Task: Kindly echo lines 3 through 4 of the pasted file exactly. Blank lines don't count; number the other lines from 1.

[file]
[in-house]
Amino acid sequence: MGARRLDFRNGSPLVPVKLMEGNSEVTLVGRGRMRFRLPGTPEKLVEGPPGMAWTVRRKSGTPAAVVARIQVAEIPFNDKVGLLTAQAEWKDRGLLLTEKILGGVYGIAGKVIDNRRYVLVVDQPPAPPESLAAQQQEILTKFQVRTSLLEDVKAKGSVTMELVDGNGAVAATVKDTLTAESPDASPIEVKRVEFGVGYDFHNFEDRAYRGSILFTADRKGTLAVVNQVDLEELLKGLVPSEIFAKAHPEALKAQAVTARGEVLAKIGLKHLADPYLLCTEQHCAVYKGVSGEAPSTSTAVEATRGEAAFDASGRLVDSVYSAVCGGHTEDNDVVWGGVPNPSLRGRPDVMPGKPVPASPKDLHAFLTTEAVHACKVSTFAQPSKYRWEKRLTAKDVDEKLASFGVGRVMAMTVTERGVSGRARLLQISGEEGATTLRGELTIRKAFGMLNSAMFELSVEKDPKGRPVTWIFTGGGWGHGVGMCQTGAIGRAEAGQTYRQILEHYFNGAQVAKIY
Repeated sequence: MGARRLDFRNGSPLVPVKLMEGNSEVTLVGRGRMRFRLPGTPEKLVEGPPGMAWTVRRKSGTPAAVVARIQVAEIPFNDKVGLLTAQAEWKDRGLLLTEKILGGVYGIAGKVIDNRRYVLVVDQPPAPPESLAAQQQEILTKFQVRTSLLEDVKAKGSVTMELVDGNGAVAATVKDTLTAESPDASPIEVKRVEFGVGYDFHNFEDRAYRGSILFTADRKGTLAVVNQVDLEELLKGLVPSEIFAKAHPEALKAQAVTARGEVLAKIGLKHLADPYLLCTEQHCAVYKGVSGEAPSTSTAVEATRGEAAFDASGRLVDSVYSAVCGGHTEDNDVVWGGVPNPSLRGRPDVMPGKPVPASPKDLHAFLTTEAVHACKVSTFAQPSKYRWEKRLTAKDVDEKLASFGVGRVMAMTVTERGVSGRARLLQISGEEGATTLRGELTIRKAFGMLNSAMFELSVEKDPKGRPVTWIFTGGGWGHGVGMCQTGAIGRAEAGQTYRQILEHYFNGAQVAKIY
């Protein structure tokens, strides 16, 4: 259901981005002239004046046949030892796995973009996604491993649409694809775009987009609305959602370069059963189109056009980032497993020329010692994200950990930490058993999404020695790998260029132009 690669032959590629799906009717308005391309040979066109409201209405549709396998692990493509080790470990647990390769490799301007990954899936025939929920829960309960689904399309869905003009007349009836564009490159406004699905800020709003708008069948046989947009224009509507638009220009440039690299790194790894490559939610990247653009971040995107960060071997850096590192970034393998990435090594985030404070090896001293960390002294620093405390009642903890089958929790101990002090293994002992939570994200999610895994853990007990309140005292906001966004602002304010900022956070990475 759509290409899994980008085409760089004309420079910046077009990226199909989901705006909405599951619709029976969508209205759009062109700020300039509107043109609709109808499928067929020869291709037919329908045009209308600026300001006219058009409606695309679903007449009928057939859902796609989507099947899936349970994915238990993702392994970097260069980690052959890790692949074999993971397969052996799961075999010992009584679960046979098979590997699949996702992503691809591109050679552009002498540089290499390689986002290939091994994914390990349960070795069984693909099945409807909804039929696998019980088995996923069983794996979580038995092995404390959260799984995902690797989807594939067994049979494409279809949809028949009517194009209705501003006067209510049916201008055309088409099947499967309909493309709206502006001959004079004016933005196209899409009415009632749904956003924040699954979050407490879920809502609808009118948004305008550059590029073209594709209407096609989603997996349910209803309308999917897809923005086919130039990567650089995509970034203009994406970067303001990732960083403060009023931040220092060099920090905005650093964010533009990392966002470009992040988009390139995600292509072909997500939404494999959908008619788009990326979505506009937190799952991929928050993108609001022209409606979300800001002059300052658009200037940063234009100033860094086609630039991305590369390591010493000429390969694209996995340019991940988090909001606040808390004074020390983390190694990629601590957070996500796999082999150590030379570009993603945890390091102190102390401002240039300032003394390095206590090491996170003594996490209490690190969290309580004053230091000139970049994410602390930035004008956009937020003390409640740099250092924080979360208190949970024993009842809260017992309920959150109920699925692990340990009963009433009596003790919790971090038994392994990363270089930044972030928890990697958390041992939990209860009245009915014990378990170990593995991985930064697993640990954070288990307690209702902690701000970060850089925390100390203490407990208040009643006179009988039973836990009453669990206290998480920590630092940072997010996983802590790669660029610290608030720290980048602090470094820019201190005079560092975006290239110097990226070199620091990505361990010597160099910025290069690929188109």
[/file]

Repeated sequence: MGARRLDFRNGSPLVPVKLMEGNSEVTLVGRGRMRFRLPGTPEKLVEGPPGMAWTVRRKSGTPAAVVARIQVAEIPFNDKVGLLTAQAEWKDRGLLLTEKILGGVYGIAGKVIDNRRYVLVVDQPPAPPESLAAQQQEILTKFQVRTSLLEDVKAKGSVTMELVDGNGAVAATVKDTLTAESPDASPIEVKRVEFGVGYDFHNFEDRAYRGSILFTADRKGTLAVVNQVDLEELLKGLVPSEIFAKAHPEALKAQAVTARGEVLAKIGLKHLADPYLLCTEQHCAVYKGVSGEAPSTSTAVEATRGEAAFDASGRLVDSVYSAVCGGHTEDNDVVWGGVPNPSLRGRPDVMPGKPVPASPKDLHAFLTTEAVHACKVSTFAQPSKYRWEKRLTAKDVDEKLASFGVGRVMAMTVTERGVSGRARLLQISGEEGATTLRGELTIRKAFGMLNSAMFELSVEKDPKGRPVTWIFTGGGWGHGVGMCQTGAIGRAEAGQTYRQILEHYFNGAQVAKIY
């Protein structure tokens, strides 16, 4: 259901981005002239004046046949030892796995973009996604491993649409694809775009987009609305959602370069059963189109056009980032497993020329010692994200950990930490058993999404020695790998260029132009 690669032959590629799906009717308005391309040979066109409201209405549709396998692990493509080790470990647990390769490799301007990954899936025939929920829960309960689904399309869905003009007349009836564009490159406004699905800020709003708008069948046989947009224009509507638009220009440039690299790194790894490559939610990247653009971040995107960060071997850096590192970034393998990435090594985030404070090896001293960390002294620093405390009642903890089958929790101990002090293994002992939570994200999610895994853990007990309140005292906001966004602002304010900022956070990475 759509290409899994980008085409760089004309420079910046077009990226199909989901705006909405599951619709029976969508209205759009062109700020300039509107043109609709109808499928067929020869291709037919329908045009209308600026300001006219058009409606695309679903007449009928057939859902796609989507099947899936349970994915238990993702392994970097260069980690052959890790692949074999993971397969052996799961075999010992009584679960046979098979590997699949996702992503691809591109050679552009002498540089290499390689986002290939091994994914390990349960070795069984693909099945409807909804039929696998019980088995996923069983794996979580038995092995404390959260799984995902690797989807594939067994049979494409279809949809028949009517194009209705501003006067209510049916201008055309088409099947499967309909493309709206502006001959004079004016933005196209899409009415009632749904956003924040699954979050407490879920809502609808009118948004305008550059590029073209594709209407096609989603997996349910209803309308999917897809923005086919130039990567650089995509970034203009994406970067303001990732960083403060009023931040220092060099920090905005650093964010533009990392966002470009992040988009390139995600292509072909997500939404494999959908008619788009990326979505506009937190799952991929928050993108609001022209409606979300800001002059300052658009200037940063234009100033860094086609630039991305590369390591010493000429390969694209996995340019991940988090909001606040808390004074020390983390190694990629601590957070996500796999082999150590030379570009993603945890390091102190102390401002240039300032003394390095206590090491996170003594996490209490690190969290309580004053230091000139970049994410602390930035004008956009937020003390409640740099250092924080979360208190949970024993009842809260017992309920959150109920699925692990340990009963009433009596003790919790971090038994392994990363270089930044972030928890990697958390041992939990209860009245009915014990378990170990593995991985930064697993640990954070288990307690209702902690701000970060850089925390100390203490407990208040009643006179009988039973836990009453669990206290998480920590630092940072997010996983802590790669660029610290608030720290980048602090470094820019201190005079560092975006290239110097990226070199620091990505361990010597160099910025290069690929188109």